“But fortunately I still have my foot and I’m still able to walk. It’s taking its own good time to get better, but I’m so blessed.”
Police took Louisa and her mother out of the café in opposite directions, and until she had confirmation that her mother had escaped, Louisa believed she’d died.
“That was a very strange sort of feeling,” she said. “I was thinking “thankyou God that I’ve survived, I’m so grateful, but I’m sure my mother’s dead”. “It was grief and elation at the same time.”
Refusing To Make Room For Hate
As a Christian, Louisa said she believed it was “of no value” to waste energy feeling hatred for Man Monis. She doesn’t even think of him.
“I totally understand that it would be the most natural reaction to fear and loathe and hate that man,” she said, “but it’s of absolutely no value to myself or anyone around me, if I indulge that reaction or feeling.
“When people say often, “Do you forgive him”, I’m like, “Well I never hated him to start with, to have to go through the process of forgiving”. I can’t kind of fluff my way through an answer and say “yes I forgive him”, because I never allowed myself to hate him in the first place.
“We always have that choice, every day. As the expression says, “we can’t control what happens around us, but we can control how we react to it”. And that’s the truest thing.
“This is the reality of the grace of God. It’s indeed a mystery, but when one lives in relationship with God, that’s just part of how every day goes.
“Whether it’s a gunman in a café that’s threatening your life, or it’s someone who offends you, or someone who does something that distresses you, the reality is when you live in God’s grace, you always have a choice not to react out of your base instincts—but to choose your higher calling and your higher purpose.”
How The Siege Changed Louisa Hope’s View On Life
Louisa is often asked how the siege changed her life, and she has said in an interview with Common Grace that she already lived with a sense of purpose before that day.
“My life purpose is to serve God, by loving and bringing encouragement to people wherever I can,” she said, “and this has been my motivation throughout my life.”
But she said going through the siege has sharpened her prayers and defined her sense of calling much more.
“I’ve always believed in holding the attitude that one lives one’s life on purpose, and as Christians we read books and scriptures receive them into our hearts and just go about our ordinary life,” she said.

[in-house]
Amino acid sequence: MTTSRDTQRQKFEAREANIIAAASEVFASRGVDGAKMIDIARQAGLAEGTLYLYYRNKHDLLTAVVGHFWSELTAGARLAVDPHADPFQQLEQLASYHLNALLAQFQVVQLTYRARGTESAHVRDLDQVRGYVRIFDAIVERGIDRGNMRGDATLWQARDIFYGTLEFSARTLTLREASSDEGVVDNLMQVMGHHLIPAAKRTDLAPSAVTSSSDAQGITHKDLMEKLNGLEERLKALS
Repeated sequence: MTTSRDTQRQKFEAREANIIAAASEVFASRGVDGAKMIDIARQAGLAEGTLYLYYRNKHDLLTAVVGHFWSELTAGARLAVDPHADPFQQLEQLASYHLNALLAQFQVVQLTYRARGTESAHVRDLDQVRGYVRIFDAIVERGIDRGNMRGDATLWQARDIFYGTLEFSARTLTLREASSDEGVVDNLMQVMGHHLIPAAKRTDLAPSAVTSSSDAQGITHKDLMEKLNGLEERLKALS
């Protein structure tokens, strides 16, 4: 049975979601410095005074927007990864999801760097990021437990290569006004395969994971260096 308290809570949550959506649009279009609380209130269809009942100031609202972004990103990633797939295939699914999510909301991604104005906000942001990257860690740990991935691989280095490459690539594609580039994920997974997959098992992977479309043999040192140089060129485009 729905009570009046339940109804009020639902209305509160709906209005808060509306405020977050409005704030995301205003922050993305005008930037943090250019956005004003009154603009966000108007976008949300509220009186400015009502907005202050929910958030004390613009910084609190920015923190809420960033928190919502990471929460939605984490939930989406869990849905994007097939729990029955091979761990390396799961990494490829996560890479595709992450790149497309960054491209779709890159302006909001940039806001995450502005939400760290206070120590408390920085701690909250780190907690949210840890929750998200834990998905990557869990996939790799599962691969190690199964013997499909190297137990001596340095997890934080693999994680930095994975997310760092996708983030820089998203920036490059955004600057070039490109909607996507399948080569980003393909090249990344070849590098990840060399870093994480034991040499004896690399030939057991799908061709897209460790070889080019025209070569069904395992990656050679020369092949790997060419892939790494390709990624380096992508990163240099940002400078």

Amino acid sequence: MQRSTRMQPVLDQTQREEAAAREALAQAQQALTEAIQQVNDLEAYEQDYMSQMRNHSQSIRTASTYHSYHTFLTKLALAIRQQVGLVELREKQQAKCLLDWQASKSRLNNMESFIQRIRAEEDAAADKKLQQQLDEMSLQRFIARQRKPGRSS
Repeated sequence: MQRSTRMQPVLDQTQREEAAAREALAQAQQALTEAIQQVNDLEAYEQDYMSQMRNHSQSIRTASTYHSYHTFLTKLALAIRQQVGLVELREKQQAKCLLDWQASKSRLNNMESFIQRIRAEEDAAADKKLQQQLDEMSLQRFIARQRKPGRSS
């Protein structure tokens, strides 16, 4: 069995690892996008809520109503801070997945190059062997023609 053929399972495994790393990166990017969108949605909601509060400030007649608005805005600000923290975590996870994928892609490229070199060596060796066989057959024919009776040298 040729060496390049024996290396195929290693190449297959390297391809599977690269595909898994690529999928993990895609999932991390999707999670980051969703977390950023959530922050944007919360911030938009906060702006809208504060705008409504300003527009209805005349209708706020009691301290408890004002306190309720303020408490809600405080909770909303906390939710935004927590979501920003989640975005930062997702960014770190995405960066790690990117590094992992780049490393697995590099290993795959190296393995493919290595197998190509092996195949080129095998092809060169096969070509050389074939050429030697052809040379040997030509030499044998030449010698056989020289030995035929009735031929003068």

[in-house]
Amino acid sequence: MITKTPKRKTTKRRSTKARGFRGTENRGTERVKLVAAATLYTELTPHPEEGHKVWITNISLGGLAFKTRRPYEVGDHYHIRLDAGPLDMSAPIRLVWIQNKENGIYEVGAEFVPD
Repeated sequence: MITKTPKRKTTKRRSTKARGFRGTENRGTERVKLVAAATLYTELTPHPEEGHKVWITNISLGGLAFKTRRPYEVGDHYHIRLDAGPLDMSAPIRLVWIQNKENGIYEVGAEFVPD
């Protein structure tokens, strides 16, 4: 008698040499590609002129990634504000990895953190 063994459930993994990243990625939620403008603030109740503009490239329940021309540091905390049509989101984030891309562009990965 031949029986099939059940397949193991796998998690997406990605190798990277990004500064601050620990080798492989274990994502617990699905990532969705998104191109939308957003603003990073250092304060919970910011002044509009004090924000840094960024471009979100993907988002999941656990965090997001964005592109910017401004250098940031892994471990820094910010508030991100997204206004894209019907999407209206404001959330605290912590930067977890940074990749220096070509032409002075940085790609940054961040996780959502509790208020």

“But when something comes crashing into your life, that’s when the reality of those life philosophies or the ideas we receive, kicks in.
“So for me this year, I’ve very much had that strong sense of God’s direction, and being actively involved in participating in God’s purpose for my life.”
Turning Evil To Good By Supporting Good Causes
After spending three months in the Prince Of Wales Hospital having her wounds treated, Louisa wanted to find a way to show her deep gratitude to the nurses who cared for her.
The answer to this wish came when Channel Nine’s 60 Minutes approached her for an interview about the siege. She refused to profit from the interview.
“Any time that we were going to share our story I wanted it to be purposeful and loving and in no way denigrate people,” she explained. “I wasn’t interested in anything that was negative about the police, or Muslim people for example, and all that kind of thing.”
Where other survivors took large amounts of payment for their TV interviews, Louisa instead asked that the money be passed onto the Prince Of Wales Foundation.
“We created this fund that the nurses apply to, to use that for things that they want on the ward – an extra special piece of equipment, or some training, or to do some research, to create a new system or something,” she said.
“They already had the ideas, they just needed that seed money to find a way to bring these things about.”
Donations can be made to the nurse’s fund, through the Standing with Louisa Hope crowdfunding page.
Encouraging Others To Love Their Neighbour
As a way of expressing her love and her wish to promote peace and unity, Louisa is also supporting a Christian justice organisation called Common Grace.
“I’m wanting to find ways to encourage Christian brothers and sisters, to “love thy neighbour”—to think beyond just the people that they know and love, and reach out further into the community,” she said.
“If nothing else comes out of this situation, I’m hoping that we find ways to positively connect with other people in our community, so that we can truly serve them and share the love of God with them in new ways.
“Because if we don’t do it as Christian people, how can it be done?”